Using the WayBack Machine, let’s revisit one of my previously released books. Here’s a short excerpt from Book 3 of the MacNicol Clan Through Time series – A Time To Belong.
Enjoy . . . alway
Daniel found himself on a plane sitting next to his sister and brother-in-law, questioning his choices as they headed toward the Atlantic coast on their way to Glasgow. It wasn’t as though he didn’t like to see new places. He had traveled up and down the West Coast with his dad visiting horse shows, and had been to Canada and Mexico, but this was the first time he’d be leaving the North American continent. Honestly, he found the prospect of a long transatlantic flight to be a bit unnerving. Knowing they would be spending the next few hours flying over miles of ocean before they reached land again was not in his comfort zone, he wondered how he had let his conniving little sister talk him into this adventure.
Dinner had been served, and the cabin lights were dimmed to encourage the passengers to sleep or rest quietly. Daniel figured it made the long hours of the flight a lot easier on the passengers and flight attendants, but it hardly helped to quell his anxiety. He was uncomfortably aware of his seatmates as he tried not to fidget, but hell, a body wasn’t meant to sit still in one place for so long, and it was his bad luck to have ended up with the window seat.
Robert and Teressa were already sleeping, curled up under their airline-issued blankets. Apparently, they were okay with the long overnight trip, but Daniel was finding it much harder to settle in. The journey was long, and the large plane was nearly full for the nonstop flight. He was grateful Teressa and Robert had used their frequent-flyer miles to upgrade to roomier seats, but the space was still cramped for his six-foot-three-inch frame. And instead of being a soothing white noise, the hum of the engines created an annoying vibrating buzz in his ears.
He wanted to get up and stretch his legs, but he didn’t want to disturb Teressa and Robert, so he sat and stared out the small oval window into the reflective blackness of the nighttime sky, regretting his misfortune of getting stuck with the inside seat. When they were boarding, he had agreed to let Robert take the aisle seat, always being the nice guy, and as he knew, nice guys always finished last. He glanced again at Teressa, his younger sister, happily married to the man of her dreams, and knew he was definitely finishing last. He was the last unmarried sibling and the last one still at home.
Daniel sat in the dim light cast by the overhead reading lamp, wondering what he could do to get some sleep, or at least relax enough to forget he was thirty thousand feet above endless ocean. Maybe not exactly endless ocean, but close enough.
He searched the seat back pocket in front of him and flipped through the airline’s in-flight magazine. It was beyond boring and of no use for his insomnia. Looking over at the seat back pocket in front of Teressa, he noticed her travel journal poking halfway out. She’d been writing in it earlier. When he had asked her about the journal, she had explained she had started the travel journal during her first trip to the Isle of Skye. With each succeeding trip, she planned to add to the journal, creating a memoir of her travels to Scotland.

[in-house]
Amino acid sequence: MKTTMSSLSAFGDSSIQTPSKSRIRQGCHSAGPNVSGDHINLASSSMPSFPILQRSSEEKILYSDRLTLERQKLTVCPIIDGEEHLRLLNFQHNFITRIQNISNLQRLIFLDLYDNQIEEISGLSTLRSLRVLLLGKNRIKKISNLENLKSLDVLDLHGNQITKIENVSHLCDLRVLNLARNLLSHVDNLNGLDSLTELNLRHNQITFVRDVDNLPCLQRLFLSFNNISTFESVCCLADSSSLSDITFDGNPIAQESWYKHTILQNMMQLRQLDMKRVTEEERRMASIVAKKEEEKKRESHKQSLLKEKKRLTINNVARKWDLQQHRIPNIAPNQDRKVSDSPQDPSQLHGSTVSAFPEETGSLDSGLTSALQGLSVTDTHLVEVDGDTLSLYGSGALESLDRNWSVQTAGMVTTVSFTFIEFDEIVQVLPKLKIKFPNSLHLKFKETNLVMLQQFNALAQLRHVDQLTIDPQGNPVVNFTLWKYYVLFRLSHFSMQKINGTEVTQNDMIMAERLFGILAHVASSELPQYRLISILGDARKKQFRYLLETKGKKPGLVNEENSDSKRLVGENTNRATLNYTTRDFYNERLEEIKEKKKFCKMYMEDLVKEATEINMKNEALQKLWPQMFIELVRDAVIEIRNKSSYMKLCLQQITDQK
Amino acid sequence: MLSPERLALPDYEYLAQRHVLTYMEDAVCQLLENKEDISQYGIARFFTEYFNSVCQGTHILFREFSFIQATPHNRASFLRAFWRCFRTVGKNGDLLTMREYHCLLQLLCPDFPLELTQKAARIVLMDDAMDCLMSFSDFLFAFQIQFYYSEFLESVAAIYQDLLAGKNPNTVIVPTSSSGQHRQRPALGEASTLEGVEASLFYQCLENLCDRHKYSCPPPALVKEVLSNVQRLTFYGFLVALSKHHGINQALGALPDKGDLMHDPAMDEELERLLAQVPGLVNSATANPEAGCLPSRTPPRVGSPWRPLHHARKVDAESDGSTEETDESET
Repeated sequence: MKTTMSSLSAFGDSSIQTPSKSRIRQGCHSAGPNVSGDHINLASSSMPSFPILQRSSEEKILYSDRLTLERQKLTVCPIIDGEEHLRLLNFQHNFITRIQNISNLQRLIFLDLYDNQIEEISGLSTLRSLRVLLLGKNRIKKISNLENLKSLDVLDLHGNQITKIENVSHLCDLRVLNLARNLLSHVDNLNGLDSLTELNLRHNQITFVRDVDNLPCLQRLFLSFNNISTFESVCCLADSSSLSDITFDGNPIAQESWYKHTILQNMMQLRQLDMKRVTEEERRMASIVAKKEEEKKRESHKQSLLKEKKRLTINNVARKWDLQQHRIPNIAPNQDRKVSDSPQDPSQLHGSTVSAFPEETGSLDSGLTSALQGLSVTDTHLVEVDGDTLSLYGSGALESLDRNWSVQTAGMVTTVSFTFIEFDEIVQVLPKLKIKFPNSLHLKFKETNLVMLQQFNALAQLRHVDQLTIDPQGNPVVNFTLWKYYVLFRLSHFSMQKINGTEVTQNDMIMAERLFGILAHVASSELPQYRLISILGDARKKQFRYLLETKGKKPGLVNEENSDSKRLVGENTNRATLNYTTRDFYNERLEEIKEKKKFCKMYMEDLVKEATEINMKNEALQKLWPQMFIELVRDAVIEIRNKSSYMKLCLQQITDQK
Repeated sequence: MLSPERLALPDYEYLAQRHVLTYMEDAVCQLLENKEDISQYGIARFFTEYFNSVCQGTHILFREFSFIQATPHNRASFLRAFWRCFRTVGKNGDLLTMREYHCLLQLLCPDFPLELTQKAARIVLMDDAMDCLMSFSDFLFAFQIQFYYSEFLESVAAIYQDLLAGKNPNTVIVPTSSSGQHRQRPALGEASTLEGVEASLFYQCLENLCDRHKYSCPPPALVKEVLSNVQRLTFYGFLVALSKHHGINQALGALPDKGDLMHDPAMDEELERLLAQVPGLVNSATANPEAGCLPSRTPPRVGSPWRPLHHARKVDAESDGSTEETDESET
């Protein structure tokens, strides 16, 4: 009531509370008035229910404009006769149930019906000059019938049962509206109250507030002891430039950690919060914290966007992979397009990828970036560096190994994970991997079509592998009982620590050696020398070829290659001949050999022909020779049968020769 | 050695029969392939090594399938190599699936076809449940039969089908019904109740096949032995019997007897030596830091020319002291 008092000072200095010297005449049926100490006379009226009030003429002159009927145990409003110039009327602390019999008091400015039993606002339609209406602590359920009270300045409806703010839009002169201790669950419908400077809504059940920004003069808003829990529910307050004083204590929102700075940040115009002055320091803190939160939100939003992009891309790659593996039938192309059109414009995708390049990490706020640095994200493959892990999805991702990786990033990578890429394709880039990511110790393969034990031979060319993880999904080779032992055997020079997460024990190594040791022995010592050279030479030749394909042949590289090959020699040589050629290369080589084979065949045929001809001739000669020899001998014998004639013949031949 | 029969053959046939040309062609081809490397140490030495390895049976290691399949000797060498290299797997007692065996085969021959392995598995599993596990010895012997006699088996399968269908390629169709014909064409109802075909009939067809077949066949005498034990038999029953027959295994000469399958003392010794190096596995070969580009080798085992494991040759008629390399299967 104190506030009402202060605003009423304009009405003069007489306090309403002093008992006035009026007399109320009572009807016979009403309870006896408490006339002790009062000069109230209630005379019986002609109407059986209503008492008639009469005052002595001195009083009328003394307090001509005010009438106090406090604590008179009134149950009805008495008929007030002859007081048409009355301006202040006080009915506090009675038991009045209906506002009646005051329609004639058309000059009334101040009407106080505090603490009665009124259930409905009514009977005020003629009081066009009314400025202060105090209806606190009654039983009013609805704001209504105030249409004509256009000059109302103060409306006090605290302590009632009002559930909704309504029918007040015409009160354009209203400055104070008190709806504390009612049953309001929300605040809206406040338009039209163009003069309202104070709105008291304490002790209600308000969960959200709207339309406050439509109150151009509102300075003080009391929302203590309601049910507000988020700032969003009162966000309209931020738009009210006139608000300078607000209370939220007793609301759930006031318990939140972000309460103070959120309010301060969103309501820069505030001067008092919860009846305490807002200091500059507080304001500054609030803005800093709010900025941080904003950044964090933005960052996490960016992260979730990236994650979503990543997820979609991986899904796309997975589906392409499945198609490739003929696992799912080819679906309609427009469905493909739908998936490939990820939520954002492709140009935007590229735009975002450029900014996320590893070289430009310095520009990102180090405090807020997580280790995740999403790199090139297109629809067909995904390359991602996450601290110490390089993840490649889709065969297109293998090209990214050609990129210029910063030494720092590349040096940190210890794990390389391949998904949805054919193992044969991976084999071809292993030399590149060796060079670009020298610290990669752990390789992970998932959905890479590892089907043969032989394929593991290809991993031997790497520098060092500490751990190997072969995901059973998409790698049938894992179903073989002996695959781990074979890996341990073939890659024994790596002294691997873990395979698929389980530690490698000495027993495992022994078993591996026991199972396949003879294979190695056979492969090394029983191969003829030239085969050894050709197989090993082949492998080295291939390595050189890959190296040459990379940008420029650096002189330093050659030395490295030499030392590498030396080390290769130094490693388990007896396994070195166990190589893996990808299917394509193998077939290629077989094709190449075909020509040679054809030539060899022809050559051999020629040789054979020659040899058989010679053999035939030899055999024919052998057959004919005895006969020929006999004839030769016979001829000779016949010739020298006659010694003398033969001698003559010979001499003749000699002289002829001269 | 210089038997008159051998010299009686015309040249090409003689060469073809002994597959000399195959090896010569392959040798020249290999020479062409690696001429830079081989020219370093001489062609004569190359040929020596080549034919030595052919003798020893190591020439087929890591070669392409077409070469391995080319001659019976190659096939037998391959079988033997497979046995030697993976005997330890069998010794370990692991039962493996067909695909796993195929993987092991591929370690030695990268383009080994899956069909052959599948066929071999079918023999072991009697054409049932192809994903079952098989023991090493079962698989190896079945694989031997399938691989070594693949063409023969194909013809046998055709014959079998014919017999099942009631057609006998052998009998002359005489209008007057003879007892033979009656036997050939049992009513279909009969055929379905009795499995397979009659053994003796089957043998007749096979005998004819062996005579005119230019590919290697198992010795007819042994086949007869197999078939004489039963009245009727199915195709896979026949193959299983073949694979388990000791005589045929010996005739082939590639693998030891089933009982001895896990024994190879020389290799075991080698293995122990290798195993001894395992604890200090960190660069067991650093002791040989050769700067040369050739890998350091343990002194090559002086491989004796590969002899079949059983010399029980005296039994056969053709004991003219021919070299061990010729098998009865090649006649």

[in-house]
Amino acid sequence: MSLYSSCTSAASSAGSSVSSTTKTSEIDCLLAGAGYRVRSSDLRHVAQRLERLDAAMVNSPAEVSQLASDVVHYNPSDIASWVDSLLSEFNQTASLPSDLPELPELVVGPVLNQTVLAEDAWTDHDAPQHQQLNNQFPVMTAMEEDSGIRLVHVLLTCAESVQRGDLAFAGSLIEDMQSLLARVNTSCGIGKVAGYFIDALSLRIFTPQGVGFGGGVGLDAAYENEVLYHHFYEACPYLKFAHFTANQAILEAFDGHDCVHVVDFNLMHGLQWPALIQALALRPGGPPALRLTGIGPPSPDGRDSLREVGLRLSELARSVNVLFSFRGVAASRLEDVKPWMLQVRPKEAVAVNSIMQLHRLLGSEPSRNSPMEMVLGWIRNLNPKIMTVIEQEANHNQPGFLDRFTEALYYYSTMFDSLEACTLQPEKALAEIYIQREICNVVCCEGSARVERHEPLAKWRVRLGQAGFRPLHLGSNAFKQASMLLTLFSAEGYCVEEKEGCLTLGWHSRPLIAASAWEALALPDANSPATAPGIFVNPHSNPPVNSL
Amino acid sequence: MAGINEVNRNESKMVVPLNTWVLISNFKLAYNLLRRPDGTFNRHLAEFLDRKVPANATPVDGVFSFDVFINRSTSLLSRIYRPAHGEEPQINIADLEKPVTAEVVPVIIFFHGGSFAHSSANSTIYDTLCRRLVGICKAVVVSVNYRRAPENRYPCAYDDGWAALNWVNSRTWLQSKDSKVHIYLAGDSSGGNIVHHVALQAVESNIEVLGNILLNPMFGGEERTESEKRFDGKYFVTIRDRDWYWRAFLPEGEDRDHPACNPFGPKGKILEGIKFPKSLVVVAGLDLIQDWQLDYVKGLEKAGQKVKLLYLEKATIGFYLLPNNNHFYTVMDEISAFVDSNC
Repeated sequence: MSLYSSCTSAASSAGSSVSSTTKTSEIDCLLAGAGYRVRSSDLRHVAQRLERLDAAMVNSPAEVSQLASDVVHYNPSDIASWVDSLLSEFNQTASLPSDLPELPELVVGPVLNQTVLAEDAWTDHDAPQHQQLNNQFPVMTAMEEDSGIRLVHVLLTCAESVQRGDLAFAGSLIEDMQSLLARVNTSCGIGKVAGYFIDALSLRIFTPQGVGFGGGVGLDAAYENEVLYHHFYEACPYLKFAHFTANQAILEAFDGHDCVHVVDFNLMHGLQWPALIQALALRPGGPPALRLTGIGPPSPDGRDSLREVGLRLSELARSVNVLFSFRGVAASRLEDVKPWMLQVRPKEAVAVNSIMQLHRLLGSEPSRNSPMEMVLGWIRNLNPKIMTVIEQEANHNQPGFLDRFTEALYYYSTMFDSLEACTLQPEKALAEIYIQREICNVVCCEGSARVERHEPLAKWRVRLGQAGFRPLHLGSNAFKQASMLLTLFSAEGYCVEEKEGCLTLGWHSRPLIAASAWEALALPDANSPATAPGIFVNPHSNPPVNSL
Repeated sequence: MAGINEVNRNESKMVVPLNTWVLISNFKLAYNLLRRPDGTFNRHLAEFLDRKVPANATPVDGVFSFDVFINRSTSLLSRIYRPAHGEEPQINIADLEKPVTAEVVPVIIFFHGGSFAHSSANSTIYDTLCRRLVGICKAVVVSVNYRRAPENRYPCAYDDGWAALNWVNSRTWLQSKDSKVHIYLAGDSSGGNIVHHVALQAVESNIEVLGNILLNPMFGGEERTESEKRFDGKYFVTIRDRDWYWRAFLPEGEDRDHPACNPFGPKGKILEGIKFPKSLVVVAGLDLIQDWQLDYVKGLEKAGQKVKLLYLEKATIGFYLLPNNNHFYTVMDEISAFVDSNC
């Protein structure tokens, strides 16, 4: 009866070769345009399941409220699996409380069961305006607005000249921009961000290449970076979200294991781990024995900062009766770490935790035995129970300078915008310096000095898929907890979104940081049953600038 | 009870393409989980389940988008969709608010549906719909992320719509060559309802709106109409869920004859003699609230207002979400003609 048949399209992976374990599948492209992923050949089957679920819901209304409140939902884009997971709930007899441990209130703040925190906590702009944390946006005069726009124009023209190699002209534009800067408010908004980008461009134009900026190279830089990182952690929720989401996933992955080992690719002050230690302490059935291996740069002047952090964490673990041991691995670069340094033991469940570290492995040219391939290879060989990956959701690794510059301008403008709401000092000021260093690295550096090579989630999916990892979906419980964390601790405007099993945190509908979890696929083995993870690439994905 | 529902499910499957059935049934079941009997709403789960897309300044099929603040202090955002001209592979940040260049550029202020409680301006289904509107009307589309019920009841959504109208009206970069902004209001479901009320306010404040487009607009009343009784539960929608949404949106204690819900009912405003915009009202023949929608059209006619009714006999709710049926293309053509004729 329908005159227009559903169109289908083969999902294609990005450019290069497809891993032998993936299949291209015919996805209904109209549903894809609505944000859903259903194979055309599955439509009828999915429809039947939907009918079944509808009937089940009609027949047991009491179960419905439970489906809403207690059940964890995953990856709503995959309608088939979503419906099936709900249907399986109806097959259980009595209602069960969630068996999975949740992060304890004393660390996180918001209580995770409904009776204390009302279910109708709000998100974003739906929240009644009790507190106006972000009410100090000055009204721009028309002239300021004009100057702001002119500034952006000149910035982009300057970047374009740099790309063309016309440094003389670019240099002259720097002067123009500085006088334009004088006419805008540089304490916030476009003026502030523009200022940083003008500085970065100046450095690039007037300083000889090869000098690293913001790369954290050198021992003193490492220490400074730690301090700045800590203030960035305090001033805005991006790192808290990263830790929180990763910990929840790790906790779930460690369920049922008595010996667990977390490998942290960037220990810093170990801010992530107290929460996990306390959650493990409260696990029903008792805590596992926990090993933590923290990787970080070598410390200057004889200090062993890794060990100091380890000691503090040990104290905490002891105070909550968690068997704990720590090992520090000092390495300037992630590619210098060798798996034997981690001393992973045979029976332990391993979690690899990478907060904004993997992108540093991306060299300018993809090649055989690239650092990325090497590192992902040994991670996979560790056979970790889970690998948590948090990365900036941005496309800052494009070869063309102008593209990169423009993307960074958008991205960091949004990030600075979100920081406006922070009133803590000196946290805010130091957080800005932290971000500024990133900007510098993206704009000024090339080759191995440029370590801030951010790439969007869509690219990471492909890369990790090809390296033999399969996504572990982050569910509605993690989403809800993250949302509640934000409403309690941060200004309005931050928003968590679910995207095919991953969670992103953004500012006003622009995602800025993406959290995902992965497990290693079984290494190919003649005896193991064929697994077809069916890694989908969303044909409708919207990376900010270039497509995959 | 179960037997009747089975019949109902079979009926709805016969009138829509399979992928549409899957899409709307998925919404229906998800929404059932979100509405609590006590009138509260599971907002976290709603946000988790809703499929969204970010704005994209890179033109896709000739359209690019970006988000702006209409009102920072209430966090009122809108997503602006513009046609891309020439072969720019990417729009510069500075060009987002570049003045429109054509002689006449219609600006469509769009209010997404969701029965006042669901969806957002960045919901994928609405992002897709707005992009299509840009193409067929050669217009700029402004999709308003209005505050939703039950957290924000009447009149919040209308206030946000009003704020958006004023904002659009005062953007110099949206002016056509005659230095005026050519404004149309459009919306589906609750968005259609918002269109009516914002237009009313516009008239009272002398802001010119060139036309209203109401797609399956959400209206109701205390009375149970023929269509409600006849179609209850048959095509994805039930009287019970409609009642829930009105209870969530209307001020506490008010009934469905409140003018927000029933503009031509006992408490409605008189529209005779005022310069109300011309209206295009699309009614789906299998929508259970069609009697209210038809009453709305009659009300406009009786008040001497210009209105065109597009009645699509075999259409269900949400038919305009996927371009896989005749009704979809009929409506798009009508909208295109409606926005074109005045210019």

Daniel didn’t usually go snooping into his sister’s personal stuff, but since she hadn’t seemed particularly secretive when she had told him about her journal, he figured she wouldn’t mind. Hopefully, it would tell him about the places they planned to visit, and perhaps provide a little insight into his sister’s opinions on their intended destination. With hardly a second thought, he reached for his sister’s journal, flipped it open, and started reading.
A few hours later, and several disbelieving glances at the two people sleeping next to him, he wasn’t sure if he had read a credible account of an incredible journey, or if his sister was a fantastic storyteller. . . . . He didn’t know what to think of his sister’s story except that it was simply unbelievable. Interesting, but unbelievable. He’d give her credit on one count: she and Robert seemed made for each other. Whether it was because they were soulmates across time or just lucky in love, he couldn’t say, but they certainly seemed to belong together.
With a final shake of his head, Daniel tucked Teressa’s journal back into the seat pocket in front of her and switched off his overhead light. It was time to close his eyes and rest even if he couldn’t sleep. As he reached to close the shade of the little oval window next to him, he paused a moment and gazed out into the early morning sky.
The glow of the rising sun rushing to meet the eastward-flying plane was just beginning to leak above the horizon. A lone star still shone bright in his limited view of the vast endless sky. It occurred to him that this single star, shining alone in the vastness of space, had spent eons shining its light out into the cosmos, always existing exactly where it was meant to be. In a moment of honest confession, he softly whispered, “I wish I knew where I belong.”
He dropped the shade, closed his eyes, and laid his head back to relax. A soft breeze danced across his forehead. Just before he unexpectedly fell into a deep and peaceful sleep, he heard a woman’s voice softly whisper, “A wish expressed, a favor bestowed.”